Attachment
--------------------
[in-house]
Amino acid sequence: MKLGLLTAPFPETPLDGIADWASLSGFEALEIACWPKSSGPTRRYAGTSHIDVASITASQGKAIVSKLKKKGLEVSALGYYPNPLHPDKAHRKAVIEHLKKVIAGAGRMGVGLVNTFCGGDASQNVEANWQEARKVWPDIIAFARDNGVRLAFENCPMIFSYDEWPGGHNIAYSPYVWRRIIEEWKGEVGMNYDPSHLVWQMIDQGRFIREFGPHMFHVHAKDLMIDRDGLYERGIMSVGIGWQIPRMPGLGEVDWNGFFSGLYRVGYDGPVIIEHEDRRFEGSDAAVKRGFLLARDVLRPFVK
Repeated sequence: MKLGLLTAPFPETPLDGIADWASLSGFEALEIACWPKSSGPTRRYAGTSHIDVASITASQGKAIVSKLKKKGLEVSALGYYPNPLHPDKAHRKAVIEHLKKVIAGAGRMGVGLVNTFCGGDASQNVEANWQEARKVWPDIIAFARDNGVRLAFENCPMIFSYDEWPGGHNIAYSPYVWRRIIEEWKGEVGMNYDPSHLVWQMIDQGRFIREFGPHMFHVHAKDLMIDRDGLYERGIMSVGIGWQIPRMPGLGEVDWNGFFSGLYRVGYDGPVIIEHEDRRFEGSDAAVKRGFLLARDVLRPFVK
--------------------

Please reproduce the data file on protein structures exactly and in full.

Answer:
[in-house]
Amino acid sequence: MKLGLLTAPFPETPLDGIADWASLSGFEALEIACWPKSSGPTRRYAGTSHIDVASITASQGKAIVSKLKKKGLEVSALGYYPNPLHPDKAHRKAVIEHLKKVIAGAGRMGVGLVNTFCGGDASQNVEANWQEARKVWPDIIAFARDNGVRLAFENCPMIFSYDEWPGGHNIAYSPYVWRRIIEEWKGEVGMNYDPSHLVWQMIDQGRFIREFGPHMFHVHAKDLMIDRDGLYERGIMSVGIGWQIPRMPGLGEVDWNGFFSGLYRVGYDGPVIIEHEDRRFEGSDAAVKRGFLLARDVLRPFVK
Repeated sequence: MKLGLLTAPFPETPLDGIADWASLSGFEALEIACWPKSSGPTRRYAGTSHIDVASITASQGKAIVSKLKKKGLEVSALGYYPNPLHPDKAHRKAVIEHLKKVIAGAGRMGVGLVNTFCGGDASQNVEANWQEARKVWPDIIAFARDNGVRLAFENCPMIFSYDEWPGGHNIAYSPYVWRRIIEEWKGEVGMNYDPSHLVWQMIDQGRFIREFGPHMFHVHAKDLMIDRDGLYERGIMSVGIGWQIPRMPGLGEVDWNGFFSGLYRVGYDGPVIIEHEDRRFEGSDAAVKRGFLLARDVLRPFVK